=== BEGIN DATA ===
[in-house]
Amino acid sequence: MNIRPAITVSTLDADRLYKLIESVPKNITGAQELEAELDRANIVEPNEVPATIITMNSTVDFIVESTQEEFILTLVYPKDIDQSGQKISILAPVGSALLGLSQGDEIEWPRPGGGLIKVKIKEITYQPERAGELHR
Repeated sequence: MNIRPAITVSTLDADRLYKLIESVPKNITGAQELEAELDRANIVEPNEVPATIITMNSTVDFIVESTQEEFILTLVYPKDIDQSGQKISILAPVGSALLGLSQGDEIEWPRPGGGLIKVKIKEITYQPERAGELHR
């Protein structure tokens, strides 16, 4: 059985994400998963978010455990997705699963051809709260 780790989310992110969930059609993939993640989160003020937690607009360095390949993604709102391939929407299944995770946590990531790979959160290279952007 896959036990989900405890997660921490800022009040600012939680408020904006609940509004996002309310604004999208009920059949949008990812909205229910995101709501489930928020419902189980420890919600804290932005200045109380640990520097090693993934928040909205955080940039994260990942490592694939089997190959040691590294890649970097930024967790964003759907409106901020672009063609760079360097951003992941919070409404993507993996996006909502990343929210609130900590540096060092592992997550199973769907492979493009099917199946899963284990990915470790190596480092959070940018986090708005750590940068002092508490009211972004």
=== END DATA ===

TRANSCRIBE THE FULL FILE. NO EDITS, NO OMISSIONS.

[in-house]
Amino acid sequence: MNIRPAITVSTLDADRLYKLIESVPKNITGAQELEAELDRANIVEPNEVPATIITMNSTVDFIVESTQEEFILTLVYPKDIDQSGQKISILAPVGSALLGLSQGDEIEWPRPGGGLIKVKIKEITYQPERAGELHR
Repeated sequence: MNIRPAITVSTLDADRLYKLIESVPKNITGAQELEAELDRANIVEPNEVPATIITMNSTVDFIVESTQEEFILTLVYPKDIDQSGQKISILAPVGSALLGLSQGDEIEWPRPGGGLIKVKIKEITYQPERAGELHR
């Protein structure tokens, strides 16, 4: 059985994400998963978010455990997705699963051809709260 780790989310992110969930059609993939993640989160003020937690607009360095390949993604709102391939929407299944995770946590990531790979959160290279952007 896959036990989900405890997660921490800022009040600012939680408020904006609940509004996002309310604004999208009920059949949008990812909205229910995101709501489930928020419902189980420890919600804290932005200045109380640990520097090693993934928040909205955080940039994260990942490592694939089997190959040691590294890649970097930024967790964003759907409106901020672009063609760079360097951003992941919070409404993507993996996006909502990343929210609130900590540096060092592992997550199973769907492979493009099917199946899963284990990915470790190596480092959070940018986090708005750590940068002092508490009211972004």